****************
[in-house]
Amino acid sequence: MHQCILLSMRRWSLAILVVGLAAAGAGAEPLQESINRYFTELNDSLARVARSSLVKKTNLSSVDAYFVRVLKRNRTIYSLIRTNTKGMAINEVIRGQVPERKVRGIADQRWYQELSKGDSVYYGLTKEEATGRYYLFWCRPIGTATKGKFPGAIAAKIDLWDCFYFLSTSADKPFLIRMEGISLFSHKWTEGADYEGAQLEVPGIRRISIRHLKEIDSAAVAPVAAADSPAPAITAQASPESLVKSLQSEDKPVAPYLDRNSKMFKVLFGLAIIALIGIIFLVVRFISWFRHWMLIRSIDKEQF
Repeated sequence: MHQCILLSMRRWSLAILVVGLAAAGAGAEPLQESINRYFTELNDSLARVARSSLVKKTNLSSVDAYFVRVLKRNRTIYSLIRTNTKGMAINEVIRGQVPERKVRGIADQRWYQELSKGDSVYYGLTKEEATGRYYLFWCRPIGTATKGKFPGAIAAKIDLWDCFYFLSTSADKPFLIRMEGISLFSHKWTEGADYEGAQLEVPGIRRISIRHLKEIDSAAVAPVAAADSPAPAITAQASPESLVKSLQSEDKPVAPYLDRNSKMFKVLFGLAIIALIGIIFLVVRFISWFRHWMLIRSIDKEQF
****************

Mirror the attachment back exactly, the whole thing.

[in-house]
Amino acid sequence: MHQCILLSMRRWSLAILVVGLAAAGAGAEPLQESINRYFTELNDSLARVARSSLVKKTNLSSVDAYFVRVLKRNRTIYSLIRTNTKGMAINEVIRGQVPERKVRGIADQRWYQELSKGDSVYYGLTKEEATGRYYLFWCRPIGTATKGKFPGAIAAKIDLWDCFYFLSTSADKPFLIRMEGISLFSHKWTEGADYEGAQLEVPGIRRISIRHLKEIDSAAVAPVAAADSPAPAITAQASPESLVKSLQSEDKPVAPYLDRNSKMFKVLFGLAIIALIGIIFLVVRFISWFRHWMLIRSIDKEQF
Repeated sequence: MHQCILLSMRRWSLAILVVGLAAAGAGAEPLQESINRYFTELNDSLARVARSSLVKKTNLSSVDAYFVRVLKRNRTIYSLIRTNTKGMAINEVIRGQVPERKVRGIADQRWYQELSKGDSVYYGLTKEEATGRYYLFWCRPIGTATKGKFPGAIAAKIDLWDCFYFLSTSADKPFLIRMEGISLFSHKWTEGADYEGAQLEVPGIRRISIRHLKEIDSAAVAPVAAADSPAPAITAQASPESLVKSLQSEDKPVAPYLDRNSKMFKVLFGLAIIALIGIIFLVVRFISWFRHWMLIRSIDKEQF